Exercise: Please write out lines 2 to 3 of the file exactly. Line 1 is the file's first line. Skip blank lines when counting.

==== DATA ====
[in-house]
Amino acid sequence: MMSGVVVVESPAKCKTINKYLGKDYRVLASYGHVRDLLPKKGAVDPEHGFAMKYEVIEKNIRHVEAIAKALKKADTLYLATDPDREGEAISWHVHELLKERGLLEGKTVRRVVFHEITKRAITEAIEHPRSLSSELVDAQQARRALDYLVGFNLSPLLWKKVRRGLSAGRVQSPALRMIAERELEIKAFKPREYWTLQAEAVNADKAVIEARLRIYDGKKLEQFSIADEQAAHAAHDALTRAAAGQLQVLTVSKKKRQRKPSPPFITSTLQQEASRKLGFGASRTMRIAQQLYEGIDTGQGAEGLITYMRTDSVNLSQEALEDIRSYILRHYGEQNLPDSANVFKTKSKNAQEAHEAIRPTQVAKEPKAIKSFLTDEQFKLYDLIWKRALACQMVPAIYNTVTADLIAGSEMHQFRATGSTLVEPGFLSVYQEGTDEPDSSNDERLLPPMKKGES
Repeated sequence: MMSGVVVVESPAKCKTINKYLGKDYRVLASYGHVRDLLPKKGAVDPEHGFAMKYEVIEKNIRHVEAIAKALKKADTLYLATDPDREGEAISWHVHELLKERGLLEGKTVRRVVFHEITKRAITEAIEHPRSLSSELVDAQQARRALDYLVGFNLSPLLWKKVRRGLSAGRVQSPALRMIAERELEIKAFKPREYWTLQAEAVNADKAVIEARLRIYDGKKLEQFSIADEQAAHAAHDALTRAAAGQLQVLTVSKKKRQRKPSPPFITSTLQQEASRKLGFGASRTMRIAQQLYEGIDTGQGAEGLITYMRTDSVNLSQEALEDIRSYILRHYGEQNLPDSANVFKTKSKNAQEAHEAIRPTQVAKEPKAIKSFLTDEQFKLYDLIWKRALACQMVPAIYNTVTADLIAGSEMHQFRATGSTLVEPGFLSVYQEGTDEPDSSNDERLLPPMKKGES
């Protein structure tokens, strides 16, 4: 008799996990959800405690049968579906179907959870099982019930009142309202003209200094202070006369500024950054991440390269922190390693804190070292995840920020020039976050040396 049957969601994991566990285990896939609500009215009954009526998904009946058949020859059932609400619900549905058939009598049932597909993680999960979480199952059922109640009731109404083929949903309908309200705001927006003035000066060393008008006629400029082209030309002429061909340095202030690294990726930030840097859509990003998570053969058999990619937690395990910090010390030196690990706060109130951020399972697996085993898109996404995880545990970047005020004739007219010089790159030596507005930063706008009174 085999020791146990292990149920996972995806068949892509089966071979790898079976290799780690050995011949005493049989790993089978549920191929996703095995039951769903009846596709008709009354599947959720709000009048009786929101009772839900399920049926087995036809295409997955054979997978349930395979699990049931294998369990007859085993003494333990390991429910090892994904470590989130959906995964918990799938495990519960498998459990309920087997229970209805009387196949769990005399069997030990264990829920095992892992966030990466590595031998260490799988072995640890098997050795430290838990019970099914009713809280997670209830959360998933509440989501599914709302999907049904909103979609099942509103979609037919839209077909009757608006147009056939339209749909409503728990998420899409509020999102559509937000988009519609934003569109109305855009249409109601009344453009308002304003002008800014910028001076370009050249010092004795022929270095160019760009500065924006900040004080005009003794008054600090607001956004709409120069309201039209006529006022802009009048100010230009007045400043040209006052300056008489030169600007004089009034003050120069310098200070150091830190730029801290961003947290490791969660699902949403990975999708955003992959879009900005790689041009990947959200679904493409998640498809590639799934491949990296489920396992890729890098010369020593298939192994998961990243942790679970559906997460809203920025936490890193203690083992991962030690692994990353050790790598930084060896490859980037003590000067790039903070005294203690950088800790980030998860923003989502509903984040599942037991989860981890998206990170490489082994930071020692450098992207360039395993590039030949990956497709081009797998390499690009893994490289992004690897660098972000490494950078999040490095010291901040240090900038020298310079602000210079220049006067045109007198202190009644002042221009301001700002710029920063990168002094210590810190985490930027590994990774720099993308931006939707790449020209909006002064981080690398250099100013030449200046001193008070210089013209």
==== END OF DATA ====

Amino acid sequence: MMSGVVVVESPAKCKTINKYLGKDYRVLASYGHVRDLLPKKGAVDPEHGFAMKYEVIEKNIRHVEAIAKALKKADTLYLATDPDREGEAISWHVHELLKERGLLEGKTVRRVVFHEITKRAITEAIEHPRSLSSELVDAQQARRALDYLVGFNLSPLLWKKVRRGLSAGRVQSPALRMIAERELEIKAFKPREYWTLQAEAVNADKAVIEARLRIYDGKKLEQFSIADEQAAHAAHDALTRAAAGQLQVLTVSKKKRQRKPSPPFITSTLQQEASRKLGFGASRTMRIAQQLYEGIDTGQGAEGLITYMRTDSVNLSQEALEDIRSYILRHYGEQNLPDSANVFKTKSKNAQEAHEAIRPTQVAKEPKAIKSFLTDEQFKLYDLIWKRALACQMVPAIYNTVTADLIAGSEMHQFRATGSTLVEPGFLSVYQEGTDEPDSSNDERLLPPMKKGES
Repeated sequence: MMSGVVVVESPAKCKTINKYLGKDYRVLASYGHVRDLLPKKGAVDPEHGFAMKYEVIEKNIRHVEAIAKALKKADTLYLATDPDREGEAISWHVHELLKERGLLEGKTVRRVVFHEITKRAITEAIEHPRSLSSELVDAQQARRALDYLVGFNLSPLLWKKVRRGLSAGRVQSPALRMIAERELEIKAFKPREYWTLQAEAVNADKAVIEARLRIYDGKKLEQFSIADEQAAHAAHDALTRAAAGQLQVLTVSKKKRQRKPSPPFITSTLQQEASRKLGFGASRTMRIAQQLYEGIDTGQGAEGLITYMRTDSVNLSQEALEDIRSYILRHYGEQNLPDSANVFKTKSKNAQEAHEAIRPTQVAKEPKAIKSFLTDEQFKLYDLIWKRALACQMVPAIYNTVTADLIAGSEMHQFRATGSTLVEPGFLSVYQEGTDEPDSSNDERLLPPMKKGES